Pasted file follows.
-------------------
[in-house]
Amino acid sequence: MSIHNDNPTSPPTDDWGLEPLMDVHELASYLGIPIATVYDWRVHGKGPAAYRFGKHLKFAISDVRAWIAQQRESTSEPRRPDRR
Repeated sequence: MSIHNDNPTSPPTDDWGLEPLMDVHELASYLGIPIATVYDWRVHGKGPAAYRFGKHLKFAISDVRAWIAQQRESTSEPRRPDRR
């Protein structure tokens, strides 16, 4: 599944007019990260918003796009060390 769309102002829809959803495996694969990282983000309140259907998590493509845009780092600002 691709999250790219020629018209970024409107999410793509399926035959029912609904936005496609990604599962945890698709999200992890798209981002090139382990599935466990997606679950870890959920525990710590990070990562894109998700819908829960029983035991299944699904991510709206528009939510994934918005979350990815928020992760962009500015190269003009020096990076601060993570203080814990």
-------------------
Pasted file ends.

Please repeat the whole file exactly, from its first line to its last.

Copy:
[in-house]
Amino acid sequence: MSIHNDNPTSPPTDDWGLEPLMDVHELASYLGIPIATVYDWRVHGKGPAAYRFGKHLKFAISDVRAWIAQQRESTSEPRRPDRR
Repeated sequence: MSIHNDNPTSPPTDDWGLEPLMDVHELASYLGIPIATVYDWRVHGKGPAAYRFGKHLKFAISDVRAWIAQQRESTSEPRRPDRR
């Protein structure tokens, strides 16, 4: 599944007019990260918003796009060390 769309102002829809959803495996694969990282983000309140259907998590493509845009780092600002 691709999250790219020629018209970024409107999410793509399926035959029912609904936005496609990604599962945890698709999200992890798209981002090139382990599935466990997606679950870890959920525990710590990070990562894109998700819908829960029983035991299944699904991510709206528009939510994934918005979350990815928020992760962009500015190269003009020096990076601060993570203080814990």